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Ants in space

This week saw the first ants in orbit. They travelled on a commercial Cygnus craft and docked with the orbiting International Space Station. The ant farm safely made its way to the six astronaughts eagerly awaiting their arrival. Cygnus was an unpiloted flight operated by Orbital Sciences of Dulles. As well as transporting the first ants into space, Cygnus was on a resupply mission to the station. The starring ants are part of a science project “Ants in Space”, a school idea that will let children on the ground monitor a video feed of an ant colony in orbit to determine how the insects’ behaviour changes in microgravity. The ants representative was unable to comment on how long the ants are likely to remain in space. Over the next five weeks 1400kg of gear will be unloaded, the craft will then be restocked with trash and will then be released to burn up in the Earth’s atmosphere.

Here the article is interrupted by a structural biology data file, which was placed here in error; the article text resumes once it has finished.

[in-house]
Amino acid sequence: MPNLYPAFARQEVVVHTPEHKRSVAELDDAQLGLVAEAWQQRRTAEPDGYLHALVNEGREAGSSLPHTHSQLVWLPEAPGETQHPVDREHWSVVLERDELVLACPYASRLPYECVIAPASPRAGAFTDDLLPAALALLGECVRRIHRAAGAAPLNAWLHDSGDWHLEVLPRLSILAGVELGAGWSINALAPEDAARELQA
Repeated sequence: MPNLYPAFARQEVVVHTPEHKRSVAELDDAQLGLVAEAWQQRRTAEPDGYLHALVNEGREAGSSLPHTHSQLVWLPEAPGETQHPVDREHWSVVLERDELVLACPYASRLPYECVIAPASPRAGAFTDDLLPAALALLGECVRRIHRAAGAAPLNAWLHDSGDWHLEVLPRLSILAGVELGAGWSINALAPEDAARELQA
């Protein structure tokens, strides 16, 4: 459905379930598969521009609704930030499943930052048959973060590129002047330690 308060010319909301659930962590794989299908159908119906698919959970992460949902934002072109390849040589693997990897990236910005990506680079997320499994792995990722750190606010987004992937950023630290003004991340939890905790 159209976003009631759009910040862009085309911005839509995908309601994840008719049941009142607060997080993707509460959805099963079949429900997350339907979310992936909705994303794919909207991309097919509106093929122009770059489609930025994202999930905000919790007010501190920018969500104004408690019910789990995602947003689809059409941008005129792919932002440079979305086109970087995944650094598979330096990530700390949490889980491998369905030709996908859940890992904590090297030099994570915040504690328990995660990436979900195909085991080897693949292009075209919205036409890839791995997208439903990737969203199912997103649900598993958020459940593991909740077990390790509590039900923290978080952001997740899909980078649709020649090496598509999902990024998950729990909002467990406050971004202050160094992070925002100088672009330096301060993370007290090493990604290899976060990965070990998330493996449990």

You heard it first, Pest Purge science officer, Richard Lee keeping you up to date with the latest breakthroughs on Earth and in Space.

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